Serve each chicken breast with some sauce spooned over, and sprinkle on additional grated Parmesan, if desired.

Chicken Parmesan and baked ditalini

On the side of chicken parm at restaurants is usually a pile of spaghetti marinara.  My husband asked for some baked ziti or something similar, and so I made this simple dish.  He prefers baked pasta that is not loaded down with cheese, and that is heavier on tomatoes.

Instead of ziti, I used ditalini, which are tube-shaped like ziti but much shorter, making them kid-friendly and good for soaking up all the sauce.  I simply boiled about a cup of dry pasta in salted water until it was *almost* done, mixed it in a shallow baking dish with a generous amount of pasta sauce, covered it with foil, and baked it alongside the chicken.  After it was hot and bubbling, I tossed some Parmesan on top.

For an appetizer, we went further with the crazy tomato goodness by having bruschetta on fresh French bread.

Bruschetta (say it correctly, please- broos-KET-uh, not broo-SHET-uh) is super simple and very customizable.  I diced 3 tomatoes, finely chopped 2 garlic cloves, and mixed in some freeze-dried basil, olive oil, salt and pepper, and a splash of balsamic vinegar.  After chilling briefly, the concoction is spooned over slices of crusty bread.  You can toast the slices first with a drizzle of olive oil, if desired.

Buon appetito!

Cashew Butter Chocolate Chip Cookies

My adorable kitchen assistant, Eva, is sadly allergic to peanuts.  Fortunately, she is able to eat tree nuts.  She will eagerly scarf down pecans, cashews, walnuts, almonds- you name it.  I happened upon a marked down brand of salted cashews at the grocery store a couple of weeks ago and picked up 2 boxes.  One was eaten as snacks, and the other was destined to become cashew butter for cookies.

While cashew butter is often available on grocery store shelves, it's usually unsalted, and in my opinion, a bit bland.  I tossed the whole container into my food processor, held onto the handle (the processor has a tendency to dance around), and blended them until I got the smoothest consistency I could manage.  You could always stir in some chopped cashews after blending for a chunkier consistency.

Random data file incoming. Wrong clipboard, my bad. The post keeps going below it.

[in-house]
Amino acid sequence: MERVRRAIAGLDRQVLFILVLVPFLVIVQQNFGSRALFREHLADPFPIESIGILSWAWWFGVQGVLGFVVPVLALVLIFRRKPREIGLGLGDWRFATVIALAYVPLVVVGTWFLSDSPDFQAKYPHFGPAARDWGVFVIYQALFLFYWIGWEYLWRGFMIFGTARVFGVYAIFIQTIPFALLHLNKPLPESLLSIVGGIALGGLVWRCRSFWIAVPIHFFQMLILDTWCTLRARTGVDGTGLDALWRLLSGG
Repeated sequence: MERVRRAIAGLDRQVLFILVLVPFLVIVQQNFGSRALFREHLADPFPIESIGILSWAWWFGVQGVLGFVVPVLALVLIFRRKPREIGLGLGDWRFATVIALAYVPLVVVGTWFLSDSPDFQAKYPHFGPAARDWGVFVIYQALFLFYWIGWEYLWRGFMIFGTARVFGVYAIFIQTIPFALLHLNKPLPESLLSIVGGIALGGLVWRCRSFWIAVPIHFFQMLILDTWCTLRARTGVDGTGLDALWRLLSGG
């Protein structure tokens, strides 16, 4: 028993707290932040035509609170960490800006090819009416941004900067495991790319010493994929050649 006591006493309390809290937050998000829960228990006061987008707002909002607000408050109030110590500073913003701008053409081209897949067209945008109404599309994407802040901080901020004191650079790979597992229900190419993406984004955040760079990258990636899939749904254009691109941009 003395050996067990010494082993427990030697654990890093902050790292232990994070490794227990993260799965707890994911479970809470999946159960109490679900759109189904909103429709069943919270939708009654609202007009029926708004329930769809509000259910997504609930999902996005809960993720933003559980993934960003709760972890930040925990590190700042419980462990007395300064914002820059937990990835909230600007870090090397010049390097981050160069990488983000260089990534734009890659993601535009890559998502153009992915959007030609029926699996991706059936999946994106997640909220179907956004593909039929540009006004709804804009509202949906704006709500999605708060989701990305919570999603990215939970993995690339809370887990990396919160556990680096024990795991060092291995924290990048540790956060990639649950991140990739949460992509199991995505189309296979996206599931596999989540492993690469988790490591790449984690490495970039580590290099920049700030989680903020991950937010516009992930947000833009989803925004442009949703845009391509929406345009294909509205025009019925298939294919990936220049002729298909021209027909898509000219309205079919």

I used my old standby peanut butter cookie recipe out of my red and white checked Betty Crocker cookbook and substituted an equal amount of cashew butter for the peanut.  I am impatient and was baking with an almost 4-year-old kid, so we skipped the dough chilling portion of the instructions.  I'd recommend you go ahead with it- the cookies will be pretty flat if you don't.

After scooping balls of dough, I flattened each one slightly with my fingers and let my kiddo push chocolate chips onto the top of them.

You could also substitute soy nut butter or almond butter. Delicious!

Betty Crocker Cookbook Peanut Butter Cookies

1/2 cup granulated sugar
1/2 cup packed brown sugar
1/2 cup peanut butter (or cashew butter)
1/2 cup butter (1 stick), softened
1 egg
1 tsp. vanilla extract
1 1/4 cups all-purpose flour
3/4 teaspoon baking soda
1/2 teaspoon baking powder
1/4 teaspoon salt

Mix sugars, peanut butter, butter, vanilla, and egg in large bowl. Stir in remaining ingredients. Cover and refrigerate about 2 hours or until firm.

Heat oven to 375ºF.

Shape dough into 1 1/4-inch balls. Place about 3 inches apart on ungreased cookie sheet. Flatten in crisscross pattern with fork dipped into sugar.

Bake 9 to 10 minutes or until light golden brown. Cool 5 minutes; remove from cookie sheet. Cool on wire rack.

Dough was portioned with a spring-handled ice cream scooper.

Sampling the dough for texture and consistency.

More quality checks.  She goes the extra mile to ensure that our cookies are the best!
The finished product.  Yummy!